“Systems with integrated analytics can also collect and report on exceptions within processes to note where additional employee training is needed, for example,” said Harvey.

“Overall, intelligent analytics can collect and report measurable data to assist management in making more informed operational and business decisions.”
Harvey suggested a simple strategy for making a sell based on ROI: Identify existing customers who have positively impacted their bottom line with specific technology and document the successes, he said.

Then, identify targets in the same vertical market or with a similar application/need and demonstrate how they can do the same thing. Show them how they can save money, and estimate the time needed to recoup their investment.

And there are some real numbers to sell ROI to retailers, said Tyco’s Brown, some security-related, some not.

According to Brown, by using video intelligence versus standard surveillance video, retail customers have been able to increase the number of closed theft cases per month by more than 100 percent; increase the value of closed theft cases per month by more than 150 percent; and increase the accuracy on front door people counts from 74 percent to 88 percent, as compared to infrared beam breaker technology.

One selling point is that in many cases, businesses have infrastructure in place, and an incremental sale can be made.

“That’s the beauty of this proposition - the infrastructure is there, the camera is there, and it’s just leveraging the same infrastructure with an investment in analytics, integration,” said Moriah.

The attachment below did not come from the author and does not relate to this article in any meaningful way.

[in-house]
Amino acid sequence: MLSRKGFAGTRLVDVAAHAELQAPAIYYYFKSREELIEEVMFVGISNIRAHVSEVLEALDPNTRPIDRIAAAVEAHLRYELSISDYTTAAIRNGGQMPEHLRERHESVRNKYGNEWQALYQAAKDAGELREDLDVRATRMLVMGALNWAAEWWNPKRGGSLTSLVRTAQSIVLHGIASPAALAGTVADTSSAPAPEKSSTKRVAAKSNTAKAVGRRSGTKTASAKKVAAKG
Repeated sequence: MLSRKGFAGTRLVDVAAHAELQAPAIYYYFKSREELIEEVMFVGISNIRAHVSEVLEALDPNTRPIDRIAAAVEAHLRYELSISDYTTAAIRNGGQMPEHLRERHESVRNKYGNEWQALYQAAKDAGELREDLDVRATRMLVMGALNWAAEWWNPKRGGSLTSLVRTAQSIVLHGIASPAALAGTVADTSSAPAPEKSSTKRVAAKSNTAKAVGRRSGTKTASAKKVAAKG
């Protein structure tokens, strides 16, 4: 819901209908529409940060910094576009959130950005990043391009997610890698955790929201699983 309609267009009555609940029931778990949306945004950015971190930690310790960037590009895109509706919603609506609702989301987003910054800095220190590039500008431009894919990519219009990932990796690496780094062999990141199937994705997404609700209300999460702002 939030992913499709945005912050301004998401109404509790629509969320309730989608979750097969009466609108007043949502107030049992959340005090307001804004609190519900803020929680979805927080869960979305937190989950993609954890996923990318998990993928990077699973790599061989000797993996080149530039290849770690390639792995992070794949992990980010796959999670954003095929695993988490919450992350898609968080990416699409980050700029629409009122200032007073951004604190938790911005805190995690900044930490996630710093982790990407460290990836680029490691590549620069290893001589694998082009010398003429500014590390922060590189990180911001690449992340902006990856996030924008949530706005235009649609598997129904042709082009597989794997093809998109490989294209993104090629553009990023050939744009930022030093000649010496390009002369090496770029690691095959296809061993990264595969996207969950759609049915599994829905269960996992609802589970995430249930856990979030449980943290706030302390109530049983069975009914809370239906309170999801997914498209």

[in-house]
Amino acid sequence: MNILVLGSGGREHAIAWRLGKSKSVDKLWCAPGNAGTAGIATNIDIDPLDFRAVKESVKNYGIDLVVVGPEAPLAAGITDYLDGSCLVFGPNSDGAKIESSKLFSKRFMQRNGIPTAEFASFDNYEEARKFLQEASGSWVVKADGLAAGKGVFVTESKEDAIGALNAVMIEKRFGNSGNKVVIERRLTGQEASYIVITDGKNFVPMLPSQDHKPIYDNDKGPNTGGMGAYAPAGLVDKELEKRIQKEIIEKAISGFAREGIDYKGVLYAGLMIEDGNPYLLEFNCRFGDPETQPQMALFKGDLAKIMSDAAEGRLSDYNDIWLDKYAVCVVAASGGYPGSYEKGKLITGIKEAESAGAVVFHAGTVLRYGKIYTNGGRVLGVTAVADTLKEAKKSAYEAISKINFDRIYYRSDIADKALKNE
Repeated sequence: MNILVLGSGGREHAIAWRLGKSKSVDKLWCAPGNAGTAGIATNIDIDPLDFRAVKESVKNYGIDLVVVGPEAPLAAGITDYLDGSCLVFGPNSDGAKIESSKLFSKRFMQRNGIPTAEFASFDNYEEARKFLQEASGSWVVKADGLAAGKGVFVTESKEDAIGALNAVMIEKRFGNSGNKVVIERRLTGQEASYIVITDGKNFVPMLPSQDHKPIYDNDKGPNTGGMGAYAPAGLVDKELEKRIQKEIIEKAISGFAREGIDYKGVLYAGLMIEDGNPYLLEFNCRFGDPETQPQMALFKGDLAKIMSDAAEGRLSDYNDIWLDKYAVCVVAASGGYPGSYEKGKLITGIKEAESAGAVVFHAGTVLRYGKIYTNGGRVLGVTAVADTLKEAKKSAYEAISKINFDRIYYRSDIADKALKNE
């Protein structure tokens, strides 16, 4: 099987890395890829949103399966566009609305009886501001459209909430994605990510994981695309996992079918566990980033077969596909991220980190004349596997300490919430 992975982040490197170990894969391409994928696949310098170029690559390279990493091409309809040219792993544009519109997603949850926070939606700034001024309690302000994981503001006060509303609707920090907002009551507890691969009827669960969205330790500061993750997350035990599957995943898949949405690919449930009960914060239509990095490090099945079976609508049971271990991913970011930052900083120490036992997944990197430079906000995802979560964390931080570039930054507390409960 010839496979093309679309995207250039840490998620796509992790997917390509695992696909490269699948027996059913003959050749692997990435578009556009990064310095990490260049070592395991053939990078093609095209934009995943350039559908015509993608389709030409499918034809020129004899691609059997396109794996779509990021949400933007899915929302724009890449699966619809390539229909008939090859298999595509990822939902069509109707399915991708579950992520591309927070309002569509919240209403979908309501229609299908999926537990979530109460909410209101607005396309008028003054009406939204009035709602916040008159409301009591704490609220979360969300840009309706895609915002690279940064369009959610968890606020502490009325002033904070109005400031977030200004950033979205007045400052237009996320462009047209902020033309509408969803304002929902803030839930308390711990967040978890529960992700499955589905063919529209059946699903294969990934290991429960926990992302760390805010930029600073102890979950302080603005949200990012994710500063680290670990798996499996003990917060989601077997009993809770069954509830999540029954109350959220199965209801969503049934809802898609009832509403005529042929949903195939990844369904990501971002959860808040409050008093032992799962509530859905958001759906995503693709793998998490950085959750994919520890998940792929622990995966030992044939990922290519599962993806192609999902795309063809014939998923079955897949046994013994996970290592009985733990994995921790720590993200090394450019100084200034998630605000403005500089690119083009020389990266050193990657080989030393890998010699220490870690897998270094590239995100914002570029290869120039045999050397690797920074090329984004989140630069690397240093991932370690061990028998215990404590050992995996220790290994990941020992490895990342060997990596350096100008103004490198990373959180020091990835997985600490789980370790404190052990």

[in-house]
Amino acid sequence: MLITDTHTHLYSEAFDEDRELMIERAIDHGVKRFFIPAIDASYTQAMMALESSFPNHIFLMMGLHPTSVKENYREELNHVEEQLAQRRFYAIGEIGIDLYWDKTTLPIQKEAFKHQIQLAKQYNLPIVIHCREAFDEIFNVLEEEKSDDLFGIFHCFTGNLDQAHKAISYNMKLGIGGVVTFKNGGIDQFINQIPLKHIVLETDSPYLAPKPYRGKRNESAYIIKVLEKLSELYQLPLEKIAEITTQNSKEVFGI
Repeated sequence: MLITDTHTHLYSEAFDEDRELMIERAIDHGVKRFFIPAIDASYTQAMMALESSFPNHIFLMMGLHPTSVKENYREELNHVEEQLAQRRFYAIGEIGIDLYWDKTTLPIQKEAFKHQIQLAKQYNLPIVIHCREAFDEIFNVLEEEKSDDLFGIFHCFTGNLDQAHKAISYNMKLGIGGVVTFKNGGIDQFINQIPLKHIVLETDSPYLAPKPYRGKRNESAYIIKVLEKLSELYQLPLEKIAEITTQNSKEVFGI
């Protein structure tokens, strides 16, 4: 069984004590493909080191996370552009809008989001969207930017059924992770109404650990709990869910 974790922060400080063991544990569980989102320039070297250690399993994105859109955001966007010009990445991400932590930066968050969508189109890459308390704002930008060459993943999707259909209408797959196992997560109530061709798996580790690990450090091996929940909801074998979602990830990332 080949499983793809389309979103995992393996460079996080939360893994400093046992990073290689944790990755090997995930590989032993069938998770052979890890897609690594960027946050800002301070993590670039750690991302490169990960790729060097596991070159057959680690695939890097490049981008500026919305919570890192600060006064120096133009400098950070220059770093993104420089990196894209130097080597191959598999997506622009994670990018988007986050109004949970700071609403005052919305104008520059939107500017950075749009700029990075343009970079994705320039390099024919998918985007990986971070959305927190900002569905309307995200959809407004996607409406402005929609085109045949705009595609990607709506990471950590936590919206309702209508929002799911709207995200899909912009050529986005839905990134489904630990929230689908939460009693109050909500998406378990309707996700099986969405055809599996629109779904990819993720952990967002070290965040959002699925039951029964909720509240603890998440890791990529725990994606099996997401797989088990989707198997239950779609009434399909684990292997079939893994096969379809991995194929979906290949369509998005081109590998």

“I personally believe there’s a huge opportunity to leverage existing infrastructure.”

One of the exciting trends at the moment is for integrators to attach a decoder loaded with video analytics into an existing video system, looping the camera through it, noted Bob Banerjee, product marketing manager for IP video products at Bosch Security Systems Inc.

It can “super charge” one camera with cutting edge analytics, for a relatively cheap cost, he said.

“It’s a very small step to add, but it gives you different benefits,” said Banerjee. “In a time when no money is being spent, a little bit of money is better. It’s a step-wise way to get in the door.”

Harvey, of Honeywell, noted that integrating video analytics software with an existing surveillance system can increase productivity through more effective monitoring of large areas by alerting operators to any suspicious activity; improve security by automating surveillance and significantly reducing missed detections; and control costs by only alerting operators to activities of interest and thus virtually reducing false alarms.

“Retailers can use intelligent data analytics to link surveillance systems with business applications such as ATMs and POS systems.

“Through this integration, retailers can gain valuable insight into exceptions, which can help eliminate theft and fraud,” said Harvey. “This integration can also help retailers better understand buying trends and customer behaviors, which can help improve sales and marketing strategies and maximize marketing dollars.”

And that ought to be something you can sell.